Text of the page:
By Online News Editor
Santa Cruz, Bolivia (efe-epa).- The coronavirus pandemic has put a huge strain on morgues with some struggling to keep up with the increased demand on their services.
One mortuary in Santa Cruz, the worst-affected city in Bolivia, used to receive three bodies a week before the outbreak and now has up to 30.
The morgue at Pampa de la Isla municipal hospital has run out of sufficient space to store the dead.
“It is fully saturated, we are also receiving people who die on the street or at home,” Carlos Faustino Tapia, 32, who has worked at the facility since he was a teenager, tells Efe.
“The work is hard,” he adds as he and a colleague place one of the bodies into a black plastic container.
They seal the bag tightly before attaching a piece of paper to the outside bearing the information of the deceased person.
Tapia says there is not enough space to deal with the increase in deaths and they have been forced to store some bodies on the ground.
The morgue has six chambers where the corpses should be stored.
There are also three spaces outside which do not have refrigeration but where bodies are placed in “an emergency”, he adds.
Corpses are held at the morgue for three or four days to give relatives time to claim the remains.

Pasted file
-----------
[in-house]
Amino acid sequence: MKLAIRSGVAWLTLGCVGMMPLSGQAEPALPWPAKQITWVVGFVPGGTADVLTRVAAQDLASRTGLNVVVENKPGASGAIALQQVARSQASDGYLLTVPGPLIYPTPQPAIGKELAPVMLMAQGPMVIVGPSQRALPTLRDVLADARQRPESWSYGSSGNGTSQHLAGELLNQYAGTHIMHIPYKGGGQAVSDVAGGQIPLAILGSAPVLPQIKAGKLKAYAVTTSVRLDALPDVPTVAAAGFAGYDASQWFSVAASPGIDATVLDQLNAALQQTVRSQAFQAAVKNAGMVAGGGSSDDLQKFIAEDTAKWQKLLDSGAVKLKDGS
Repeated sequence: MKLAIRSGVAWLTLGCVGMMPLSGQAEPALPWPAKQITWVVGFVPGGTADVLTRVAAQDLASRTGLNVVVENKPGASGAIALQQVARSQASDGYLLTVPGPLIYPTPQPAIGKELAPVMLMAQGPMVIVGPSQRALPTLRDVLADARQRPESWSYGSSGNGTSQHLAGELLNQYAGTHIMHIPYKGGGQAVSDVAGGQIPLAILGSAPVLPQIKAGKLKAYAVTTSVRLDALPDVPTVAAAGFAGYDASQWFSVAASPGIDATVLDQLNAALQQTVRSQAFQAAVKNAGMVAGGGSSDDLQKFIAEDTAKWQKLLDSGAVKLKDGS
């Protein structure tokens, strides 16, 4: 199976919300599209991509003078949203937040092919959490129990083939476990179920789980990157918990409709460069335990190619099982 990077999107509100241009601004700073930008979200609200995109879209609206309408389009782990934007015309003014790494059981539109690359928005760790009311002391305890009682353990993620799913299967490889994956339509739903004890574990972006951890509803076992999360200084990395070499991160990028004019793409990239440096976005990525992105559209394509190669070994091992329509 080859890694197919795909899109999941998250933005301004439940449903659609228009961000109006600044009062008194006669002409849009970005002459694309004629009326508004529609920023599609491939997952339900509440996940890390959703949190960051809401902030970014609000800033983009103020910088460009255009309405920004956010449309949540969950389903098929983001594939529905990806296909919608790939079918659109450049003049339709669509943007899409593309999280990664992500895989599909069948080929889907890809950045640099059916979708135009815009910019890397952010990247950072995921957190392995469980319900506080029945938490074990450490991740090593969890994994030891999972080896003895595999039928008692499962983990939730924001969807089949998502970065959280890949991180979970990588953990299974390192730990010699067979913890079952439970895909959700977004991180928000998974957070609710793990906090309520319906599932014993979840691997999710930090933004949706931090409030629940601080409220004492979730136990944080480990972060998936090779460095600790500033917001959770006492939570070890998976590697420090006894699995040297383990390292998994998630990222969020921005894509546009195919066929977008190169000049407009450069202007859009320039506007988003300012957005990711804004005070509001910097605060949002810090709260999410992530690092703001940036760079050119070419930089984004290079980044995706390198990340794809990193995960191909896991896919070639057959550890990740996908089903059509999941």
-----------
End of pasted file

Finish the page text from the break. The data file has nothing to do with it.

Any unclaimed bodies are buried in a mass grave at the Sagrado Corazón de Jesús cemetery, popularly known as La Cuchilla among locals.
The increase in deaths has meant morgue workers have also had to help bereaved families with finding a cemetery plot and making the funeral arrangements, especially for the less wealthy.
Santa Cruz, which is the largest city in Bolivia with more than 1.5 million inhabitants, has also been struggling with a general shortage of burial plots in its cemeteries due to the pandemic.
The region has seen more than 24,900 confirmed cases, around half of Bolivia’s total, and the highest number of deaths with 709.
There have been more than 48,100 infections and 1,800 fatalities across the country. EFE-EPA
The post about “Bolivian morgue struggles to cope during Covid-19 pandemic" first appeared on the La Prensa Latina website.
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